Posted on: 16 October 2015
Thanks to the wide availability of rental trailers and DIY car haulers from places like Route 12 Rental Co Inc., it's easier than ever for the average Joe to haul a vehicle anywhere from across town to across the country. Many car haulers are fairly simple to use and as long as you have a pulling vehicle that's built to haul, you can do the heavy lifting yourself rather than pay someone else to move the vehicle for you. However, there are a few things you should keep in mind before hitching up your own trailer to make that journey. Here are four things you need to keep in mind when hauling a car.
Your auto insurance coverage may not be adequate
Hauling a car (or anything else for that matter) involves the added risk of pulling a trailer or vehicle that could detach at any time and cause serious damage to other drivers. Some insurance companies include provisions for hauling in their standard policies, but many do not. Because the laws regarding liability insurance and towing vary from state to state, it's best to consult your insurance company before hauling anything behind your car, even if you are just hauling across town.
You may be required to purchase additional insurance in order to legally haul your vehicle. If you are renting your trailer, the rental company should offer this, but be sure to check. It isn't automatically included in your rental fees, so be sure to ask if it's offered before you rent the trailer.
Parking can be a nightmare
Imagine travelling to a strange city and trying to find a parking space when you've never been there before. It can be frustrating, especially if you need to park in a busy area. Now, imagine trying to park two cars simultaneously in a strange location. It's probably not something you look forward to doing, but parking is a practical necessity, especially if you're travelling very far. You'll need to take bathroom breaks eventually, and the last thing you want to do is get a ticket or hit another vehicle while trying to park your own.
Research your route ahead of time and pick the best places to park when you're hauling a trailer behind your car. This may mean stopping at places that are a little off your planned route, but it can save you a lot of headache if you aren't used to backing up and parking with a trailer attached. If you stop for gas, look for spots where you can just pull straight through to avoid trying to back up and maneuver your way around the tanks. Look for places that welcome RV's, because they'll usually have enough room for your car and trailer, too.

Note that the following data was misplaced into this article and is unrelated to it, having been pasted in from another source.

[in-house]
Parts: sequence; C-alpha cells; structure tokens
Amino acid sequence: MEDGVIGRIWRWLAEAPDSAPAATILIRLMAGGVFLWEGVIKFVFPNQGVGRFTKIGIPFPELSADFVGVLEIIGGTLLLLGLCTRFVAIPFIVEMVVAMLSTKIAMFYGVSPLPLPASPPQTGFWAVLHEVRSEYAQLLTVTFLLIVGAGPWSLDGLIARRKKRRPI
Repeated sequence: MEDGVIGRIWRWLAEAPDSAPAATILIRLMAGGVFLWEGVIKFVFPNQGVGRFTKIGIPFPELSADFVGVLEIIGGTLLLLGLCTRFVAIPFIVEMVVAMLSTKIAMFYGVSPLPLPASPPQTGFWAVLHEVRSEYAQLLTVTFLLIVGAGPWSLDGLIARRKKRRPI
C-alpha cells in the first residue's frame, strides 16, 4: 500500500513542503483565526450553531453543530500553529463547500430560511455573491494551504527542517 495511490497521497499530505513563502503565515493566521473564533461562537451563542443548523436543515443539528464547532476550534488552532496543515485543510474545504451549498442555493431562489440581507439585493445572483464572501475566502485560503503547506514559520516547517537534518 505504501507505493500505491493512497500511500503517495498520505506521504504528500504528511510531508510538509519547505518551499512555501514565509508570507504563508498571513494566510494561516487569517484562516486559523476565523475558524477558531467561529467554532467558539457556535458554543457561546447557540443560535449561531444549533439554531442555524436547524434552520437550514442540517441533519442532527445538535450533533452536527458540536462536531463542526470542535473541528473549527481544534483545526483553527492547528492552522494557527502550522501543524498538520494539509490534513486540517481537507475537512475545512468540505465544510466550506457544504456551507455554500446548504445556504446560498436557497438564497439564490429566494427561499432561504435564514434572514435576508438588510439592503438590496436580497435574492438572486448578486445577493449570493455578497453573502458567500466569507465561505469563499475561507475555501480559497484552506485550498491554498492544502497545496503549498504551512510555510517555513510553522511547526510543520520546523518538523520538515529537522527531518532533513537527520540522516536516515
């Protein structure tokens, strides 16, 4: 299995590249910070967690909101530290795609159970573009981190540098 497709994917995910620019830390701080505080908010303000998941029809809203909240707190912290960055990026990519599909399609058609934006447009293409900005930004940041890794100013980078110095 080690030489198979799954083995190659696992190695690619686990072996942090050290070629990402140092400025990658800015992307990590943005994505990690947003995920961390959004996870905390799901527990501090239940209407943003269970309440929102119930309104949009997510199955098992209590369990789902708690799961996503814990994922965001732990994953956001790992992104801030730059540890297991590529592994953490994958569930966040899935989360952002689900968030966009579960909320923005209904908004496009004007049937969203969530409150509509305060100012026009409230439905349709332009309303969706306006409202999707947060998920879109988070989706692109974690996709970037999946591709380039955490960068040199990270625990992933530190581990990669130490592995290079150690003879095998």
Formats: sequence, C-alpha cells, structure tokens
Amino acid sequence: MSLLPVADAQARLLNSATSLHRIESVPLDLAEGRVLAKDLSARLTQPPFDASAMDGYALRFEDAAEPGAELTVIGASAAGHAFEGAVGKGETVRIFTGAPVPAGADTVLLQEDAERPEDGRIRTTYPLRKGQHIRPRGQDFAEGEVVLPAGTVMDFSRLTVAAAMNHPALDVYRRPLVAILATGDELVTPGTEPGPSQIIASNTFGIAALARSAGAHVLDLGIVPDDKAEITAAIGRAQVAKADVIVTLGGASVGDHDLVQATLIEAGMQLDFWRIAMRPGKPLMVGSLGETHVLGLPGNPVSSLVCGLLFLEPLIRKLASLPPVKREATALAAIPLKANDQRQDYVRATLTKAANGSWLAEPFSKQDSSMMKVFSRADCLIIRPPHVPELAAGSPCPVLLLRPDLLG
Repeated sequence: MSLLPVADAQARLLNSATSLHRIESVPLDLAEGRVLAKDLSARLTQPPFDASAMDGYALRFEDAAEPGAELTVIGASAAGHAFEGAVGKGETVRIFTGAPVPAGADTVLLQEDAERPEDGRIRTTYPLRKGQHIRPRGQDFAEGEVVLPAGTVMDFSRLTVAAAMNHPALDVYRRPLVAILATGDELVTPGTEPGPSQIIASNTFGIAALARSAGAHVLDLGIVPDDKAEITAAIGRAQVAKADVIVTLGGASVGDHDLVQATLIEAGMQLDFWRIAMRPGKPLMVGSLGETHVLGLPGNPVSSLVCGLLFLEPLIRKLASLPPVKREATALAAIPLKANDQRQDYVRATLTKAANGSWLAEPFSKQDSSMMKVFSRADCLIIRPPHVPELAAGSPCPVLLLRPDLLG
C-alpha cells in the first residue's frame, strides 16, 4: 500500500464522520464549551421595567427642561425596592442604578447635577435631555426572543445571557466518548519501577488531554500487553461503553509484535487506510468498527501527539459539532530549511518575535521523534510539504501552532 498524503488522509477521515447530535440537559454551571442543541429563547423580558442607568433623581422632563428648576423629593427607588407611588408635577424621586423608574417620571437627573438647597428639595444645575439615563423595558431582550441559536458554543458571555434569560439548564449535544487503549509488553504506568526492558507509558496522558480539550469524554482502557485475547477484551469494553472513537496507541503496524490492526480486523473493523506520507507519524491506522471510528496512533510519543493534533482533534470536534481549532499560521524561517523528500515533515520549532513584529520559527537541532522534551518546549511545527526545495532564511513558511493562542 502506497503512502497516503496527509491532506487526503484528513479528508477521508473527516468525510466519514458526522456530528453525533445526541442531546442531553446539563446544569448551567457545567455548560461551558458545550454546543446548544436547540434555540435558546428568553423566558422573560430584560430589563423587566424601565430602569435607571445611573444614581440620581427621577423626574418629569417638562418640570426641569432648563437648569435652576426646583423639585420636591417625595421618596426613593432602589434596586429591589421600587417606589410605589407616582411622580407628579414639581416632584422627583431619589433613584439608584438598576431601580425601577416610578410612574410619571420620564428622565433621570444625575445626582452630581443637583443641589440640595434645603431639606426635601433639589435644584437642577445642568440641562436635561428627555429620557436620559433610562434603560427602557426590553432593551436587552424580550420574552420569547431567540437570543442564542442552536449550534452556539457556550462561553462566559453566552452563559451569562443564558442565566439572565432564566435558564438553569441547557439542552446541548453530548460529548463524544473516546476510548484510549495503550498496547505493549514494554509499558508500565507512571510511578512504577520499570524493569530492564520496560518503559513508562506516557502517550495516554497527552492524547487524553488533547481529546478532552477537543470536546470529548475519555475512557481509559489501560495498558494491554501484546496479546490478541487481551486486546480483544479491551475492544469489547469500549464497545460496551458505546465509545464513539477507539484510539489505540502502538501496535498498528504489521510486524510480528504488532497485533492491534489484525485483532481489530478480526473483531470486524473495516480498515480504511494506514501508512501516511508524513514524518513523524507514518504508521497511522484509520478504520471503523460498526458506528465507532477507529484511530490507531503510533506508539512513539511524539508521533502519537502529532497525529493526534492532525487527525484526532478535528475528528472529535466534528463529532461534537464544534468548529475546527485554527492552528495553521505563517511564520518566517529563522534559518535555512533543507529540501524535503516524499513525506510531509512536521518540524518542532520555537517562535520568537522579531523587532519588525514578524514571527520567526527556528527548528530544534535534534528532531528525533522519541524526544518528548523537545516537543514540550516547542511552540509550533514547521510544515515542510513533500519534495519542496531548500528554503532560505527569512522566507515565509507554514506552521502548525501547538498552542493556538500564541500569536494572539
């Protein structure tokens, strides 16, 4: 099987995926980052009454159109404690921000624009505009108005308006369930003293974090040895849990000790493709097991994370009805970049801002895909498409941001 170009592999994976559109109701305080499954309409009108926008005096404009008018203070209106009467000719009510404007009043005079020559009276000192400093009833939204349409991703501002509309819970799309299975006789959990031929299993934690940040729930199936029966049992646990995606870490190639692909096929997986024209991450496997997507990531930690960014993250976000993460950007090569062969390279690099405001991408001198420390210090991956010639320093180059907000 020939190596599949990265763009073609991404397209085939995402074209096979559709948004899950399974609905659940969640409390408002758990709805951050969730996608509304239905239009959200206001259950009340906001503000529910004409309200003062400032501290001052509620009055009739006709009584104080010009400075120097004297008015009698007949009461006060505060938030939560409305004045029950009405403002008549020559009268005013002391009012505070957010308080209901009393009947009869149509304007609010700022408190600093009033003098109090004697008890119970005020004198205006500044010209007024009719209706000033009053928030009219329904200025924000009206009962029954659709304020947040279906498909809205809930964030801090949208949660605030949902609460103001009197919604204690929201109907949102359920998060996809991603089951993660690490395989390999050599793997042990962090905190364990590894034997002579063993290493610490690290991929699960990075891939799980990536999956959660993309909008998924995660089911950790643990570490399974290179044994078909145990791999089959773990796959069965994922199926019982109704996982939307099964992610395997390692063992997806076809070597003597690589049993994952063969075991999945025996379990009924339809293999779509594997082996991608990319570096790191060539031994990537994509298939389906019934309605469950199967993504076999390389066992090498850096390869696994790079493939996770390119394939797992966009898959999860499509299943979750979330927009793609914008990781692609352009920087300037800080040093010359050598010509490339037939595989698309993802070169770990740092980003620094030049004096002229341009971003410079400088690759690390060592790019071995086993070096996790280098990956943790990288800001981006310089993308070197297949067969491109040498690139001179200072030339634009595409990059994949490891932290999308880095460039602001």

You need to check your connection frequently
When you first hitch your car hauler to your car, you hopefully spent plenty of time ensuring that the hitch was tight and the connections between the two vehicles were good. However, after driving only a few miles, the weight of either vehicle can shift slightly, and connections can loosen. Plan to stop after driving 20-30 miles or so and check that the hitch is still tight and the wires connecting the lights on your pulling vehicle are still connected to the trailer (so when you break, the person behind you can see the trailer brake lights working and not hit you). Both of these can come loose with just a few bumps in the road, so prepare to check them every time you stop for a break.
Be aware that you will need to refuel more often
Pulling the weight of an another vehicle and a towing trailer puts a strain on your pulling vehicle, making it work harder and use more gasoline. Be sure to keep an eye on your gas gauge if you are hauling over a long distance, and plan on refueling more frequently to avoid running out of gas.
Take the stress out of hauling your vehicle by keeping these tips in mind. They'll help you be prepared for a smoother and less-stressful journey so you can reach your destination safely.Share